An interview with Jonathan Rodrigues from the Brazilian Community Center in Deerfield Beach.
During election season, we tend to hear a lot about the Cuban vote or the Jewish vote. Both are powerful voting blocs that attract the attention—and promises—of politicians.
A young Brazilian community organizer has his eye on what he hopes will become another voting bloc.
Jonathan Rodrigues lives in Pompano Beach and volunteers at the Brazilian Community Center in Deerfield Beach. He got his undergraduate degree at the University of Chicago and spent much of his time there thinking about home—studying South Florida's Brazilian population and considering his own role in that communtity .
Rodrigues is a first-generation Brazilian American. “Historically that first generation is the generation that propels the community forward into civic engagement,” he said.
According to the American Community Survey by the U.S. Census, there are an estimated 21,000 Brazilians living in Broward County and another 12,000 in Miami-Dade. Rodrigues suspects that number is actually a lot higher.
“All you have to do is drive down Sample Road or North Federal Highway in Deerfield Beach and Pompano and you’ll see the proliferation of Brazilian small businesses.”
State election officials say they have received just over 1 million early votes and more than 1.5 million absentee ballots. Meanwhile, election officials are visiting Palm Beach County again. The county's election office has been plagued with printing problems on its absentee ballots.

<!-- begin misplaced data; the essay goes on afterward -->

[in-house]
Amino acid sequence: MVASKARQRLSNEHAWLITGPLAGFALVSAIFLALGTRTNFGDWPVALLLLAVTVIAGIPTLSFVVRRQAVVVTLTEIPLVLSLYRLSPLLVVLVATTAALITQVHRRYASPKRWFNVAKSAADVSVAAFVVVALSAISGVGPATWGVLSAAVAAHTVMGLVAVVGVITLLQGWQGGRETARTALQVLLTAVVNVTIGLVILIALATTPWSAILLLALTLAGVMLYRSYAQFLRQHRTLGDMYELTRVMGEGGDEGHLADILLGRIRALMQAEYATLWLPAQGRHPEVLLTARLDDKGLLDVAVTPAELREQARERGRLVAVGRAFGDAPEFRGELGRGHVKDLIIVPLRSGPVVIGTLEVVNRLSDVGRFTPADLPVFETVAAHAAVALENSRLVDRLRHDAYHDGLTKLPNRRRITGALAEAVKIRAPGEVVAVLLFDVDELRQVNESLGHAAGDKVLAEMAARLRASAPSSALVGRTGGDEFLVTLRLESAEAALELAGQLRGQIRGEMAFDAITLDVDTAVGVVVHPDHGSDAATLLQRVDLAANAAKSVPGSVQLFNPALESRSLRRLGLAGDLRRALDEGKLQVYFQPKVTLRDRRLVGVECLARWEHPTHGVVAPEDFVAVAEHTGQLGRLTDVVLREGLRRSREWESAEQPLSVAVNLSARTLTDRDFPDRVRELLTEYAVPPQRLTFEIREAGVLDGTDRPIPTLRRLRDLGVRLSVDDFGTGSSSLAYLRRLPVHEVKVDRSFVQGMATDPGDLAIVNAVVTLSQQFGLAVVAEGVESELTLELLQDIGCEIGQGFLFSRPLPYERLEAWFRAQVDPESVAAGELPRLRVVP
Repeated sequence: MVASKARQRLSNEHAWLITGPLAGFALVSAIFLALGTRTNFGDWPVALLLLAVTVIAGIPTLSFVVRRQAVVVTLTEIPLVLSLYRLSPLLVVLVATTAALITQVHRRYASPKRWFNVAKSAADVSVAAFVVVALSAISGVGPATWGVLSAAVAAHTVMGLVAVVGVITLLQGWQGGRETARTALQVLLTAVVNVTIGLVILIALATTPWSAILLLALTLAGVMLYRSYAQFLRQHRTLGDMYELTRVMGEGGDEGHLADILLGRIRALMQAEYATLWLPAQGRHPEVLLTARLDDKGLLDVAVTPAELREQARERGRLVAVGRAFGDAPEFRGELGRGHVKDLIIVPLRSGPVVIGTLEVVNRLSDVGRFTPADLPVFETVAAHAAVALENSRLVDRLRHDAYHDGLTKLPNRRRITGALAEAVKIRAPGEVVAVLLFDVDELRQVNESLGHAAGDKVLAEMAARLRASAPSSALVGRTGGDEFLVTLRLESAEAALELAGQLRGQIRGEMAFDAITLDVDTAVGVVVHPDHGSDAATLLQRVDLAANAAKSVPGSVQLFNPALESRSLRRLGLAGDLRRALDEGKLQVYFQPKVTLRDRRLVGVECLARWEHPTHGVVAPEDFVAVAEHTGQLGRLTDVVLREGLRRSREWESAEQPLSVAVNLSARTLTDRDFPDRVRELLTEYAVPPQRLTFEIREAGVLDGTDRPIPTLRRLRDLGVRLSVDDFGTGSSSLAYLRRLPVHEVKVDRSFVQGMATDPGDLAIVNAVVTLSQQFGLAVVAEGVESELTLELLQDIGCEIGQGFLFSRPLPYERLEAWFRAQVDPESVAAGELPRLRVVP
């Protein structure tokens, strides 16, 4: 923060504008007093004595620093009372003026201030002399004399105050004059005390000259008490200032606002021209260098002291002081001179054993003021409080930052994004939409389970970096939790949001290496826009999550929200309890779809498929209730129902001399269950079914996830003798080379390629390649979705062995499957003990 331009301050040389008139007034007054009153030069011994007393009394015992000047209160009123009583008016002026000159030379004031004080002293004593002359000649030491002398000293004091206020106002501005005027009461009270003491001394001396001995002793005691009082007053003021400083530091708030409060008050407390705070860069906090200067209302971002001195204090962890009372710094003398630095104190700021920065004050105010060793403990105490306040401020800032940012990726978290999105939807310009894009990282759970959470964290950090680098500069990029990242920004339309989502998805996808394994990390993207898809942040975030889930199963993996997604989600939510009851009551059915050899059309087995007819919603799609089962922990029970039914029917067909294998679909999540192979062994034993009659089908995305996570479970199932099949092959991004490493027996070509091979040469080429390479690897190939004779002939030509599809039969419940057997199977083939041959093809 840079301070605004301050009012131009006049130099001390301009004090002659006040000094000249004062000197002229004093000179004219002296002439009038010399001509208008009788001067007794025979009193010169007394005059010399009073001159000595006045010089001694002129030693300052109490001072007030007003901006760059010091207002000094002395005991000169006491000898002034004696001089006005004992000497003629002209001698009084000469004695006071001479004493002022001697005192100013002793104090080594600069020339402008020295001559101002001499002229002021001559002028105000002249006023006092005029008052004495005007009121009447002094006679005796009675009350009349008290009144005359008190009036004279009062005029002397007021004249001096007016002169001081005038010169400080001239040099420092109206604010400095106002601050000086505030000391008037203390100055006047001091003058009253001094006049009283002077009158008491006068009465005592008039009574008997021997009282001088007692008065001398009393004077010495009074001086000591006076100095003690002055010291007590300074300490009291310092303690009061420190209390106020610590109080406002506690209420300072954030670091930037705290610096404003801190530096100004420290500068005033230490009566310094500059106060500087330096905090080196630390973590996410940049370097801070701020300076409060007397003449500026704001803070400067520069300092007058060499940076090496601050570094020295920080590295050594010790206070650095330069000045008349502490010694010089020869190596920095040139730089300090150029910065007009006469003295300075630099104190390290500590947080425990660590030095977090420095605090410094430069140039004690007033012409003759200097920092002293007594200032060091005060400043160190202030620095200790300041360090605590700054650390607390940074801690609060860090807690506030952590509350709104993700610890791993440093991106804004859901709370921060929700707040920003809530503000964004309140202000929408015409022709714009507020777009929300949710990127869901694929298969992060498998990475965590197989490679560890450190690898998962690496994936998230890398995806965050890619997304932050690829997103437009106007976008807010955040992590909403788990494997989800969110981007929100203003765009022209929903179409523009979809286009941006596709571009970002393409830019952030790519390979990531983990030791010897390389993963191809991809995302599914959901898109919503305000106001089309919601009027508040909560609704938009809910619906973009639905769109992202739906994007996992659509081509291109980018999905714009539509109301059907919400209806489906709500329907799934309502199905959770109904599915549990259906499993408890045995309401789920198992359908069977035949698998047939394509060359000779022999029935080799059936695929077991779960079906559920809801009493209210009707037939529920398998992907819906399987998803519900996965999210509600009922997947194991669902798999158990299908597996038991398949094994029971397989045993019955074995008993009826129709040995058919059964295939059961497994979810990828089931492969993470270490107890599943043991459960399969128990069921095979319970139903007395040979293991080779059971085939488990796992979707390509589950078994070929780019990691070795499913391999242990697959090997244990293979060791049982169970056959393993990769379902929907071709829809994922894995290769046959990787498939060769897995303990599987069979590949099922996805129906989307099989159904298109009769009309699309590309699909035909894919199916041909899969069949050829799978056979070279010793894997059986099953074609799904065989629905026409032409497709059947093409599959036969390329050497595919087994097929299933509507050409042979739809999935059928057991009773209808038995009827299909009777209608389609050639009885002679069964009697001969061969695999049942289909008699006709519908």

State election officials say they're keeping an eye on Palm Beach County's operations, after a second printing mishap involving absentee ballots.
The first blunder involved 27,000 absentee ballots with a header missing above the judicial races. The ballots can't be read by Palm Beach County's vote tabulation machines, so election office workers are copying out those forms by hand onto new ballots.
In the spirit of today's festivities, here is a video from Florida New Majority (they have an office here in Miami) that warns Floridians that the only way to avoid a "Romney Zombie Apocalypse" is to vote.
The group says:
In a state plagued by natural disasters, exploding pythons, and the strangest politics on the planet, Florida voters are bracing for the latest horror -- zombie apocalypse!
Besides the 11 proposed amendments to the state Constitution, Miami-Dade dwellers will also be deciding the fate of 8 proposed charter amendments.
These charter amendments are significantly shorter than the state-level changes, but there are quite a few of them-- and like most ballot measures, they can be kind of confusing. However, here is our breakdown created with the help of The Florida League of Women Voters' 2012 Voting Guide.
Concerns about problems at the polls appear to be greater and coming earlier than usual this election year. Already, mysterious phone calls in Florida and Virginia have told voters they can vote by phone — which they cannot do.
And until this week, there were anonymous billboards in Ohio and Wisconsin warning that voter fraud is a felony — which it is.
The scorecard from this weekend's early voting in Florida is unclear this Monday morning but there was a persuasive impression -- subject to fact-finding -- that Democrats had at least won the initial show-up competition. But the Miami Herald reports Republicans excelled in their own specialty, absentee voting:
Reports surfaced this week that fraudulent voter intimidation letters have been circulating the state. The letters warn voters that they have 15 days to prove they are citizens or they will be removed from the state's voter rolls.
This incident has prompted investigations from both state officials and federal officials.
While these sorts of shenanigans are not uncommon during big elections, groups are already anticipating more of this when Floridians start voting at the polls tomorrow.